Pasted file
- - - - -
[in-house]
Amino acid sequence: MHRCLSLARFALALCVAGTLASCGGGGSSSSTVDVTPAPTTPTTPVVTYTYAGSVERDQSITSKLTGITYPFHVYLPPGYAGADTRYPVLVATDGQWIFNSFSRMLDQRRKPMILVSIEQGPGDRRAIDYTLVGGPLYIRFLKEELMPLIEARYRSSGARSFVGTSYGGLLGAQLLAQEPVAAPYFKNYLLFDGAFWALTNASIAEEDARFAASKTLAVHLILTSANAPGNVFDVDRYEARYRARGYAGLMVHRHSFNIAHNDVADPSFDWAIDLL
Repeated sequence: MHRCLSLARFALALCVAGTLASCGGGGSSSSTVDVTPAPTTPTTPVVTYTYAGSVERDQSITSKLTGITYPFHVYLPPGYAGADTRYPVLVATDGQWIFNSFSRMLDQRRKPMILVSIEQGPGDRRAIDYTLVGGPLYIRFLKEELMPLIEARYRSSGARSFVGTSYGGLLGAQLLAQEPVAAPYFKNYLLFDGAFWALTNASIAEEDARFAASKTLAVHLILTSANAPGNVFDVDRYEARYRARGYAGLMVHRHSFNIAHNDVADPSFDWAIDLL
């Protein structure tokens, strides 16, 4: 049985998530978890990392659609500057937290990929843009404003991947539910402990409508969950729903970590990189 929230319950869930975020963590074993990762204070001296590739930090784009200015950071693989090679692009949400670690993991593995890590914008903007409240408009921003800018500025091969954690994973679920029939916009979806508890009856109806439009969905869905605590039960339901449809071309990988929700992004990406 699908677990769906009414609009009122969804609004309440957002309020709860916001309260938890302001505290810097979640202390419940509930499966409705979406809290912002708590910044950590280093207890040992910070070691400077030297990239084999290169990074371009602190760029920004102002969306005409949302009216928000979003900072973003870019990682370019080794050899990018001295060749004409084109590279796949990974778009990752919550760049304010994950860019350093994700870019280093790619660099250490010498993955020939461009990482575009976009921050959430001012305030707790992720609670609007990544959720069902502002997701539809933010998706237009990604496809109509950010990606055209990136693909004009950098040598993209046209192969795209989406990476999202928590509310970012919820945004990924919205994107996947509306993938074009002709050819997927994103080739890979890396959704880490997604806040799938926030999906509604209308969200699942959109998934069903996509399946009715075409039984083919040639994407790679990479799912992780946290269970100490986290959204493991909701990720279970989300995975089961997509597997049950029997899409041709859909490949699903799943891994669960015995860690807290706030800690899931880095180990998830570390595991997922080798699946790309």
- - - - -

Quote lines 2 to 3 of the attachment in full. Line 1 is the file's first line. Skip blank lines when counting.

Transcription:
Amino acid sequence: MHRCLSLARFALALCVAGTLASCGGGGSSSSTVDVTPAPTTPTTPVVTYTYAGSVERDQSITSKLTGITYPFHVYLPPGYAGADTRYPVLVATDGQWIFNSFSRMLDQRRKPMILVSIEQGPGDRRAIDYTLVGGPLYIRFLKEELMPLIEARYRSSGARSFVGTSYGGLLGAQLLAQEPVAAPYFKNYLLFDGAFWALTNASIAEEDARFAASKTLAVHLILTSANAPGNVFDVDRYEARYRARGYAGLMVHRHSFNIAHNDVADPSFDWAIDLL
Repeated sequence: MHRCLSLARFALALCVAGTLASCGGGGSSSSTVDVTPAPTTPTTPVVTYTYAGSVERDQSITSKLTGITYPFHVYLPPGYAGADTRYPVLVATDGQWIFNSFSRMLDQRRKPMILVSIEQGPGDRRAIDYTLVGGPLYIRFLKEELMPLIEARYRSSGARSFVGTSYGGLLGAQLLAQEPVAAPYFKNYLLFDGAFWALTNASIAEEDARFAASKTLAVHLILTSANAPGNVFDVDRYEARYRARGYAGLMVHRHSFNIAHNDVADPSFDWAIDLL